National Ambient Air Quality Standards

Jump to: navigation, search
File:US-overall-nonattainment-2007-06.png
Counties in the United States where one or more National Ambient Air Quality Standards are not met, as of June 2007.

The National Ambient Air Quality Standards (NAAQS) are standards established by the United States Environmental Protection Agency that apply for outdoor air throughout the country. Primary standards are designed to protect human health, including sensitive populations such as children, the elderly, and individuals suffering from respiratory disease. Secondary standards are designed to protect public welfare (e.g. building facades, visibility, crops, and domestic animals).

NAAQS requires the EPA to set standards on six criteria air contaminants:

  1. Ozone (O3)
  2. Particulate Matter
    • PM10, coarse particles: 2.5 micrometers (μm) to 10 μm in size (although current implementation includes all particles 10 μg or less in the standard)
    • PM2.5, fine particles: 2.5 μm in size or less
  3. Carbon monoxide (CO)
  4. Sulfur dioxide (SO2)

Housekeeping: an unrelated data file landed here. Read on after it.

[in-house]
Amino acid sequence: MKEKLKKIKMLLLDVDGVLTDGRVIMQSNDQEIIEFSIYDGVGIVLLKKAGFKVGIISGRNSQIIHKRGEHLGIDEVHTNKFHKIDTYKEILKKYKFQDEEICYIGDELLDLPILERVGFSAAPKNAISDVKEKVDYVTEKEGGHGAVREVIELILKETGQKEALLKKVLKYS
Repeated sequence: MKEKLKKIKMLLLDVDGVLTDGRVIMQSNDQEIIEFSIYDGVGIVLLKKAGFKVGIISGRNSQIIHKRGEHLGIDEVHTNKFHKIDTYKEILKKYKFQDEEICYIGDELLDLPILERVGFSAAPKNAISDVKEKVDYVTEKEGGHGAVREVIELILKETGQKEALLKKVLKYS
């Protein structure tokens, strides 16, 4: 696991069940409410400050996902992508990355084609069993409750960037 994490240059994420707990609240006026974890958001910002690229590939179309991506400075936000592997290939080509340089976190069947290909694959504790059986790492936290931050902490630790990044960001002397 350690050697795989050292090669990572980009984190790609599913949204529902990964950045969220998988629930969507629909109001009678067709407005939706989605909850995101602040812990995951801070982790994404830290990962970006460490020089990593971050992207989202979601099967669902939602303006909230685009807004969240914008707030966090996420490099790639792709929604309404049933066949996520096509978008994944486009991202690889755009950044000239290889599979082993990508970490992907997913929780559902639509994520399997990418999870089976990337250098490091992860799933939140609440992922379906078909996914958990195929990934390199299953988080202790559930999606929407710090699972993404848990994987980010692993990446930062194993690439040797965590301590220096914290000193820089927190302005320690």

5. Nitrogen oxides (NOx)
  6. Lead (Pb)

Standards

Pollutant Type Standard Averaging TimeTemplate:Fn Regulatory Citation
SO2 Primary 0.14 ppm (365 μg/m3) 24-hour 40 CFR 50.4(b)
SO2 Primary 0.030 ppm (80 μg/m³) annual 40 CFR 50.4(a)
SO2 Secondary 0.5 ppm (1,300 μg/m³) 3-hour 40 CFR 50.5(a)
PM10 Primary and Secondary 150 μg/m³ 24-hour 40 CFR 50.6(a)
PM2.5 Primary and Secondary 35 μg/m³ 24-hour 40 CFR 50.7(a)
PM2.5 Primary and Secondary 15 μg/m³ annual 40 CFR 50.7(a)
CO Primary 35 ppm (40 mg/m³) 1-hour 40 CFR 50.8(a)(2)
CO Primary 9 ppm (10 mg/m³) 8-hour 40 CFR 50.8(a)(1)
O3 Primary and Secondary 0.12 ppm (235 μg/m³) 1-hourTemplate:Fn 40 CFR 50.9(a)
O3 Primary and Secondary 0.08 ppm (235 μg/m³) 8-hour 40 CFR 50.10(a)
NOx Primary and Secondary 0.053 ppm (100 μg/m³) annual 40 CFR 50.11(a) and (b)
Pb Primary and Secondary 1.5 μg/m³ quarterly 40 CFR 50.12

Template:FnbEach standard has its own criteria for how many times it may be exceeded, in some cases using a three year average.

Template:FnbAs of June 15, 2005, the 1-hour ozone standard no longer applies to areas designated with respect to the 8-hour ozone standard (which includes most of the United States, except for portions of 10 states).

Source: USEPA

See also

External links


Linked-in.jpg